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December 22, 2011

Smoking is Bad, and Other Holiday Lessons

It’s no secret to anyone who knows me that I have a deep hatred for the tobacco industry.

I don’t usually think much about smoking, as our exposure is – thankfully – pretty limited. But when we do see someone smoking, outside a store, for example, I usually proclaim something along the lines of “Hold your breath, girls! Shewey-stinky smoke!

[I also say the same thing when a smelly truck passes us on a walk, “Shewey-stinky truck!” And we often call poop “shewey-stinky” at our house, too. It’s not a compliment.]

I sometimes elaborate that it’s not good for our bodies when we smell smoke.

[We talk regularly about things that are good for our bodies, like fresh fruits and vegetables, milk and water, playing nicely, and resting well.]

When the girls are older, I will approach the subject more directly, but I feel like I’m establishing that smoking is bad at a very early, very basic level.

Enter the holiday season, 2011.

At almost three years old, the girls are really engaged in holiday stories and songs. It’s been so much fun to have so many “new” books to read and music to enjoy over the past few weeks. While we have a few newer Christmas storybooks, many of the ones we’re reading are from my childhood.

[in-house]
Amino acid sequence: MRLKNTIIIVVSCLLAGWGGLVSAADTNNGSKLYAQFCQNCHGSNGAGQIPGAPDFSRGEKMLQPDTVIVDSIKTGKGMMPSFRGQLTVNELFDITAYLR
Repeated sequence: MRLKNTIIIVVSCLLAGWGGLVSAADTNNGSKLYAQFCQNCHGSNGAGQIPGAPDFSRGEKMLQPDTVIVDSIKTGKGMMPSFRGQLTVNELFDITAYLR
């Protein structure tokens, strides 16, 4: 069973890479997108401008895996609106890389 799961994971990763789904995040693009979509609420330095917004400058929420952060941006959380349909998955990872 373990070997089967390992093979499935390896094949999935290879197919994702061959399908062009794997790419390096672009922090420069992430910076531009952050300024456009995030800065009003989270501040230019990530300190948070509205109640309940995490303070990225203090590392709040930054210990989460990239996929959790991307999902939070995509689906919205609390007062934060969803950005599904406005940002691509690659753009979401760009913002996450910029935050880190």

Sounds romantic, right?

Yes, except that I’ve had to have some relatively strange conversations with the girls, ones I didn’t remotely anticipate.

In the classic tale of Frosty the Snowman, Sally gave him a button nose and a funny corncob pipe.”

And in “The Night Before Christmas”, "The stump of a pipe he held tight in his teeth. And the smoke it encircled his head like a wreath.”

What’s a pipe? Why was there smoke?

I’m not remotely trying to suggest we re-write these classics, but it is really interesting to gauge the cultural differences in just the last 60 years.

I’ll continue to explain things to my girls at an age-appropriate level, to the best of my ability. And I pray that – among many other things – they grow up agreeing with their mama that smoking is really shewey-stinky.

And I guess we’ll sit back and see what another 50 or 60 years brings…who knows what will be considered shewey-stinky then.

10 comments:

Marcia (123 blog) said...

What is it like where you live?

smoking and non-smoking areas in restaurants, etc?

Same here but when we travel I see different cultural smoking norms.

I have a pic on the travel blog. francoisfamily.blogspot.com - look for abu dhabi - there were these booths inside the airport and to see everyone CHARGING for those booths was funny then, but quite sad now.

Julia said...

If the price of tobacco continues to go up, your girlies, nor anyone else for that matter, are going to able to afford to buy tobacco. And that is totally fine with me!

It's illegal to smoke inside anywhere in the state of Illinois (public places), but they can smoke inside in Missouri. Since we live 10 miles from St. Louis, Missouri, so if we are out "on the other side of the river", I become hyper-aware of the smell of smoke, and then have to remember that, unfortunately, it's allowed over there. Icks!